Ask A Lawyer A Stupid Question: Cop Edition
December 23, 2016 (Fault Lines) — A Texas police officer has asked a provocative legal question that only a lawyer can address: under Texas law, can an adult man choke a child for littering? We here at Fault Lines try our best to provide a service to those confused about these complex criminal matters, so I’ll do my best to find the answer.
The officer (who is still unnamed) was apparently called by a mother because she claimed her son had been choked by a neighbor for littering. If true, these allegations are relatively serious, because under Texas law it is a felony to “intentionally, knowingly, or recklessly imped[e] the normal breathing or circulation of the blood of the person by applying pressure to the person’s throat or neck or by blocking the person’s nose or mouth.”
In front of the officer, the mother began to berate the alleged child choker, asking why he didn’t just come to her if her son had done something wrong, since they had been neighbors for a year. The officer didn’t’ seem troubled by the truth of the charges. Instead, he asked a totally reasonable question: “Why don’t you teach your son not to litter?”
A truly cutting inquiry, getting right to the heart of the matter. Why indeed, hadn’t she simply told her child that a natural consequence of littering was that, occasionally, an adult might reenact a classic bit from The Simpsons in real life?
The mother responded venomously, by presuming to tell the officer that even if her child did litter, it still didn’t give an adult man the right to put his hands on him. Then, the pivotal legal question. The officer (who may moonlight as a ventriloquist, since his lips don’t seem to move) asked her, “why not?”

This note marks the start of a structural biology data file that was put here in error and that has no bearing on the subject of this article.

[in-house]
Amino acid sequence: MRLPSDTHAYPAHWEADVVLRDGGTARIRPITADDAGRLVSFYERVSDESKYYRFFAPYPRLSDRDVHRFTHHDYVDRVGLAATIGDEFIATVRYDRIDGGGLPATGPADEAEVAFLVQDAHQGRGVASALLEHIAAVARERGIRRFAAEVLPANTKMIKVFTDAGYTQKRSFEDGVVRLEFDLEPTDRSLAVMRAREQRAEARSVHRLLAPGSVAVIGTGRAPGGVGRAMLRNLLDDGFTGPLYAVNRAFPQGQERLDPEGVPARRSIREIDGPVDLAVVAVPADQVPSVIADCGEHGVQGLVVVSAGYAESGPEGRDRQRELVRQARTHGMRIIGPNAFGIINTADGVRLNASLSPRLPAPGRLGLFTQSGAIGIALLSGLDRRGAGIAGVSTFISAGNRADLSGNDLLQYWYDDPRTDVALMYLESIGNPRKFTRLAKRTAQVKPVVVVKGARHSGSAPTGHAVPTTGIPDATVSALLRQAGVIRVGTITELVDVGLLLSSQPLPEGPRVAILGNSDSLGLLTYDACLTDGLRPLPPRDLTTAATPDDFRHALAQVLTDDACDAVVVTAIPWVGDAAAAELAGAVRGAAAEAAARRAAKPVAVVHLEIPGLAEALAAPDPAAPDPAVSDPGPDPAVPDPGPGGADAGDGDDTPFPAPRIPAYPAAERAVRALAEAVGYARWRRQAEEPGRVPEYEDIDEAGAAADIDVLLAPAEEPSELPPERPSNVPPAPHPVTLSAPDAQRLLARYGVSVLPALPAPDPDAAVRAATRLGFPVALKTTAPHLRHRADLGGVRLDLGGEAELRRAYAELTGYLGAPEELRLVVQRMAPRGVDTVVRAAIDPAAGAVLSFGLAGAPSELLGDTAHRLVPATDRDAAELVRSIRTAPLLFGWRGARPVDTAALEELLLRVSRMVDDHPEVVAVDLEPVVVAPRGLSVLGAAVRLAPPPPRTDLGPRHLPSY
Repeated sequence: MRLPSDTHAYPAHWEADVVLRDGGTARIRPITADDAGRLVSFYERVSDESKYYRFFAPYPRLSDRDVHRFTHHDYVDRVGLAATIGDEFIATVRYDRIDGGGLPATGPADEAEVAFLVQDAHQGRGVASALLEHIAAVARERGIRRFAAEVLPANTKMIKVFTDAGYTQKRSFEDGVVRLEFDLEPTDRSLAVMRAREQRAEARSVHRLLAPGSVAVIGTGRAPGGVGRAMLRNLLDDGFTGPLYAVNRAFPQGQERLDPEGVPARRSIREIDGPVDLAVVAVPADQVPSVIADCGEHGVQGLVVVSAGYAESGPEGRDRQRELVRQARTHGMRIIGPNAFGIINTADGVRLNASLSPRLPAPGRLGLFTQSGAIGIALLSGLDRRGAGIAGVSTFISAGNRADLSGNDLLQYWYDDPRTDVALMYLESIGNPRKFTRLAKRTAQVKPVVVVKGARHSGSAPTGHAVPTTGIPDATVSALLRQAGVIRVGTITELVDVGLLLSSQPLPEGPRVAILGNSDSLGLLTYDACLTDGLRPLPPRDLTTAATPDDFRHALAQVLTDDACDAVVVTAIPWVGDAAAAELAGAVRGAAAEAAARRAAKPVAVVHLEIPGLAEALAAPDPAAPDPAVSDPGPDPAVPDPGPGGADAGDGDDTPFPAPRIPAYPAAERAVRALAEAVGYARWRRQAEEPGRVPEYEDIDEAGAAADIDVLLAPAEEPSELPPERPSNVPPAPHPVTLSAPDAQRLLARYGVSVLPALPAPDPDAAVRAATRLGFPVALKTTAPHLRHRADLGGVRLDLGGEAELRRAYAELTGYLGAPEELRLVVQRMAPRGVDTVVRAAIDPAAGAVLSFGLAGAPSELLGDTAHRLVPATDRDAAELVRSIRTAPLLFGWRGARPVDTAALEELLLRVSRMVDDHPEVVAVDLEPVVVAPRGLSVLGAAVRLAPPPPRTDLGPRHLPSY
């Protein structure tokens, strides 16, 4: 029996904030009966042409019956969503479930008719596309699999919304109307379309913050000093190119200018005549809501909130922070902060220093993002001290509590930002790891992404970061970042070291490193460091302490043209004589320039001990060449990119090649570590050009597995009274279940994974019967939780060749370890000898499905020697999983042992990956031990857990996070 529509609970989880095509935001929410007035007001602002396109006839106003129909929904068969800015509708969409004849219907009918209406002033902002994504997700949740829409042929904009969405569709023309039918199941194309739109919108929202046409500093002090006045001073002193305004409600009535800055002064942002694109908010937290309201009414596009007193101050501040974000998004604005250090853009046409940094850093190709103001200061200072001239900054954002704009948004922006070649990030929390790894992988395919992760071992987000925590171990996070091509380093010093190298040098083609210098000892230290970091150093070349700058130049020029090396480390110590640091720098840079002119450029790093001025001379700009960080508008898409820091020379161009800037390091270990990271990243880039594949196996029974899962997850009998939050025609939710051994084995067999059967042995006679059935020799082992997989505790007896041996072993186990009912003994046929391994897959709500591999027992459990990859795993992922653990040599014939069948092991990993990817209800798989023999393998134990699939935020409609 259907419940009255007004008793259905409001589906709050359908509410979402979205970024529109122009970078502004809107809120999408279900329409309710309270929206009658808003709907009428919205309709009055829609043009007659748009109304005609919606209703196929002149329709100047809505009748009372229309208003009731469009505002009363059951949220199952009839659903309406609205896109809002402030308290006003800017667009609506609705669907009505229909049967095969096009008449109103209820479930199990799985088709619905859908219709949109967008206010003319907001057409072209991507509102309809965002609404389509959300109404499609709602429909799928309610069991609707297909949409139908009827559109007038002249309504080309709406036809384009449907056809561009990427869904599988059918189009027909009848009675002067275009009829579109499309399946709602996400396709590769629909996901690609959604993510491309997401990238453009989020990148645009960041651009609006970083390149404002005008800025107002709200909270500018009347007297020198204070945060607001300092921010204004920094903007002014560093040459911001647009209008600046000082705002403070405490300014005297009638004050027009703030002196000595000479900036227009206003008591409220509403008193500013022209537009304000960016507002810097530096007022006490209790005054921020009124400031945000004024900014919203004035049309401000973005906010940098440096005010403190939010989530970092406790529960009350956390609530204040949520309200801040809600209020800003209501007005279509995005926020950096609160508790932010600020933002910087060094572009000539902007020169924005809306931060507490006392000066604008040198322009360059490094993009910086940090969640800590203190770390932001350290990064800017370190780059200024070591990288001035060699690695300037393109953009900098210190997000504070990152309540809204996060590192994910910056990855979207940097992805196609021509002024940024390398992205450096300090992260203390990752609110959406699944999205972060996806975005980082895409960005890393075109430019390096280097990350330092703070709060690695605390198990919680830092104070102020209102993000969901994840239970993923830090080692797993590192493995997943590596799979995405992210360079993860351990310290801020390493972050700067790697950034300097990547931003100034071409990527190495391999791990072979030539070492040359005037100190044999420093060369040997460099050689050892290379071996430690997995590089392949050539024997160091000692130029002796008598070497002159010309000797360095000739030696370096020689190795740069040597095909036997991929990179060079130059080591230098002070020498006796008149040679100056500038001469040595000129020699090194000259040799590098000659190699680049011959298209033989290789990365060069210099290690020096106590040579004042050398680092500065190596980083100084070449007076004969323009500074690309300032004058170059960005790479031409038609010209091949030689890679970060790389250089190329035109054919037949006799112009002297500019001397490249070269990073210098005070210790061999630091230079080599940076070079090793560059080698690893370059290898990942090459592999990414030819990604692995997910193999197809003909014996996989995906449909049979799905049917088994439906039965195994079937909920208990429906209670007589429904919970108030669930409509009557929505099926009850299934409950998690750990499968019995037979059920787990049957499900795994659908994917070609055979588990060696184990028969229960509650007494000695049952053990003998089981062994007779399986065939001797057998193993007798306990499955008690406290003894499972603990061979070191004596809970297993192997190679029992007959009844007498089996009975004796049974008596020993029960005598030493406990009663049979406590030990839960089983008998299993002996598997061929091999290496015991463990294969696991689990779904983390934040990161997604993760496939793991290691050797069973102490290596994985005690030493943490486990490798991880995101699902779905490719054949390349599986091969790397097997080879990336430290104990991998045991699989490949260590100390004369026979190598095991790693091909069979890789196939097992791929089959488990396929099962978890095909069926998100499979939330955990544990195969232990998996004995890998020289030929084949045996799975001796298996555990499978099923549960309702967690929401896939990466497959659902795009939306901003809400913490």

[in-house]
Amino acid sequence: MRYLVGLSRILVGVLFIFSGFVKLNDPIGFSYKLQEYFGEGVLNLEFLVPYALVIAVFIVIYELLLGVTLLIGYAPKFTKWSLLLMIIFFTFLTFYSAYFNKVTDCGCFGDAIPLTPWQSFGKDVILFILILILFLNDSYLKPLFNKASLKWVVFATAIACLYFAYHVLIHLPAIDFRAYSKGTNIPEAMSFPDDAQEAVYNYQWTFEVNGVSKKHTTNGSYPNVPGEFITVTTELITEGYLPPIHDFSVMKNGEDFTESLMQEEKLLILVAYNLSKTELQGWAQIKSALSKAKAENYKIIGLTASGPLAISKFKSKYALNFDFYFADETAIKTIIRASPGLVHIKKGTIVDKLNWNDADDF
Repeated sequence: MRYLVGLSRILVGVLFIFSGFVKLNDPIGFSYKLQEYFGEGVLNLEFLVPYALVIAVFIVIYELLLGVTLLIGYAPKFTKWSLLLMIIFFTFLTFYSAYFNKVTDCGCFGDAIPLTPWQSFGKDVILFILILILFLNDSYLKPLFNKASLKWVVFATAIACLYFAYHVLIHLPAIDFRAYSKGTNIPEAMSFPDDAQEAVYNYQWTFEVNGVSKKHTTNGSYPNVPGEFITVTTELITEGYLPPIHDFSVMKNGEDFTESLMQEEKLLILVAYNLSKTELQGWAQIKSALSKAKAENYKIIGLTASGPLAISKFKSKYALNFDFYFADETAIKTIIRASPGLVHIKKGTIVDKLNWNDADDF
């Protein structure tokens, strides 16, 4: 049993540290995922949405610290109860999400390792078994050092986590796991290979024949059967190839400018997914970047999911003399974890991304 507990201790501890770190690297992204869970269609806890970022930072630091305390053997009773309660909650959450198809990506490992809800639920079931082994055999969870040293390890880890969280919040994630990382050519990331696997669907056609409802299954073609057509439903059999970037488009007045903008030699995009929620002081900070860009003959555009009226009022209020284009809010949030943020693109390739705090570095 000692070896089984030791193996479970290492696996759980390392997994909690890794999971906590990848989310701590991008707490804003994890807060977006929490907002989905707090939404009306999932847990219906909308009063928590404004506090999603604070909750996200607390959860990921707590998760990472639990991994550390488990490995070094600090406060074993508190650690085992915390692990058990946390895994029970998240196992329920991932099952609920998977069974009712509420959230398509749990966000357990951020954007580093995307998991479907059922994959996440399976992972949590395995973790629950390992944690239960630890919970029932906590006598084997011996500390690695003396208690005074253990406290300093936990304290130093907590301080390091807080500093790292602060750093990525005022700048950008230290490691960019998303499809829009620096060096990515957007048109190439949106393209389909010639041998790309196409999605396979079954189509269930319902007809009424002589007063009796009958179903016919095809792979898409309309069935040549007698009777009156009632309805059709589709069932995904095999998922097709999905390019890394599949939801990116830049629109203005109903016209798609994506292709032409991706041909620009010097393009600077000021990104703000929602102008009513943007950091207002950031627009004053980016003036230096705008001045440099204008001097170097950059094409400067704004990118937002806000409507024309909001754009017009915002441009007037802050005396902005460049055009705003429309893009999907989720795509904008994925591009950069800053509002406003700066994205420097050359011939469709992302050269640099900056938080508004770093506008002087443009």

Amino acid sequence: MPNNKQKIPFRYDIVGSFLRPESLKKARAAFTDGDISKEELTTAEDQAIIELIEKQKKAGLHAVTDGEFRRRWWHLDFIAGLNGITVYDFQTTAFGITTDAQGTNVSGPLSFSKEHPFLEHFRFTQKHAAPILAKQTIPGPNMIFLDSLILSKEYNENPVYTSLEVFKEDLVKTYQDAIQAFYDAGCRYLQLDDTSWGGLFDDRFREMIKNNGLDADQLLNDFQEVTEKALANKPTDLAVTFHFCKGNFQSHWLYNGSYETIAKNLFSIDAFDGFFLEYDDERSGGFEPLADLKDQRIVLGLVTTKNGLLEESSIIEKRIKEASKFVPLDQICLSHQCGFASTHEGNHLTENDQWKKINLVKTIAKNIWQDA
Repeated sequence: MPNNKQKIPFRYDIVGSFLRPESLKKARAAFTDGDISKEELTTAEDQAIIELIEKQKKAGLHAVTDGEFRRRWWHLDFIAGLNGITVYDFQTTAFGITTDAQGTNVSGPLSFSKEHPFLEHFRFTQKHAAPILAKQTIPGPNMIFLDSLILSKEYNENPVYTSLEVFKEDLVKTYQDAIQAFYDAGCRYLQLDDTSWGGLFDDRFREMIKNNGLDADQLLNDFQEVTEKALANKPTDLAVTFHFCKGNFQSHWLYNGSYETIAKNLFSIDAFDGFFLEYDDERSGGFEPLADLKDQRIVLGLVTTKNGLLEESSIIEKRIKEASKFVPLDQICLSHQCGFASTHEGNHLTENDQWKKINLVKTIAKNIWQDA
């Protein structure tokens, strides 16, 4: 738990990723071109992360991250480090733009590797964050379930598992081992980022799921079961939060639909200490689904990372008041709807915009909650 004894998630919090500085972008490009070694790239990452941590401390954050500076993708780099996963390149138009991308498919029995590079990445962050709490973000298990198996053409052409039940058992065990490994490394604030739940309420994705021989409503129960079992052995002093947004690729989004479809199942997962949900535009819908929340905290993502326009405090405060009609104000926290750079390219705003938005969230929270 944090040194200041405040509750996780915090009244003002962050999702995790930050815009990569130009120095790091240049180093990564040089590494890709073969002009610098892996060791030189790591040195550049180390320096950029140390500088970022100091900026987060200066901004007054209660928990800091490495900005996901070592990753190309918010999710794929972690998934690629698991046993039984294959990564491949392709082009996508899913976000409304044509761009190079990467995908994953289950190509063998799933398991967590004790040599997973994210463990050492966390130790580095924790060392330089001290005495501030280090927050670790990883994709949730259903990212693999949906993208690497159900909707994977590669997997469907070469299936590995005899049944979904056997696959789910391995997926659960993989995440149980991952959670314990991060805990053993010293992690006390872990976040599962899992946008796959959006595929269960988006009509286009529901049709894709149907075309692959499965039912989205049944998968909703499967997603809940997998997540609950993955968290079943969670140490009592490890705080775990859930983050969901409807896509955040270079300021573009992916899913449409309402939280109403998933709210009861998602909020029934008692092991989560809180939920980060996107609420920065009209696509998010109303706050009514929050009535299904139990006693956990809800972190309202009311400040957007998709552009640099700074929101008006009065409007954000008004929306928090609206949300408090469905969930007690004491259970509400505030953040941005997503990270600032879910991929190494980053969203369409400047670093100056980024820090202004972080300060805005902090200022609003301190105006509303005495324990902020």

Now, at this point, some people might start to get a little upset. There are some people who think police officers have to arrest every person who chokes a child, or at least investigate whether it happened. But of course, the officer had to look further into these littering allegations. And besides, how could he be reasonably sure there wasn’t some sort of littering exception to the Texas assault statute that he’d have to abide by? We can’t expect officers to know every little law, after all.
Unfortunately for the officer, it appears that the child does get off on a technicality here. Technically, there is no specific exception under Texas law allowing an adult to choke a child for littering. But good officers follow their gut, and the officer knew just what to do next.
When the mother insisted that it made no difference whether her son littered, or how she taught her kids, since she reasonably expected them not to be attacked by adults, she had the audacity to raise her voice and say that she was getting “pissed off.”
The officer, with consummate professionalism, told her that if she kept yelling, “it’s gonna piss me off, and I’m gonna take you to jail.” A young woman stood between the two, apparently fearing that things would take a turn for the worst, and the officer arrested the mother, the young woman, and whoever was holding the camera. Around the two minute mark, he generously applies a taser to the mother’s back to keep her from lifting off the ground. But, kindly, he did not erase the footage of the incident, even though the camerawoman was cursing
The officer apparently never got around to writing up a report on the choking incident. There was the much more important matter of ensuring that his authority would be respected in the future. But now the mother, represented by one of those tax-payer draining civil rights lawyers, is apparently interested in suing.
Pursuant to policy, the officer will not have to give a statement to anyone about what happened for at least 48 hours, and only after he’s consulted with a lawyer.
You know, not everyone knows exactly the right way to approach a police officer. They might not say the right things, with the right respectfulness, in the right soothing tone to make the officer feel in control. But it’s possible that arresting them for it may not do much to prevent the “war on cops” that 93% of Police One members feel is underway. It’s possible that addressing people, even poor people, with respect will pay dividends down the line.
Or hell, maybe the Fraternal Order of Police has it right. Maybe they should just focus on censoring unflattering shirts.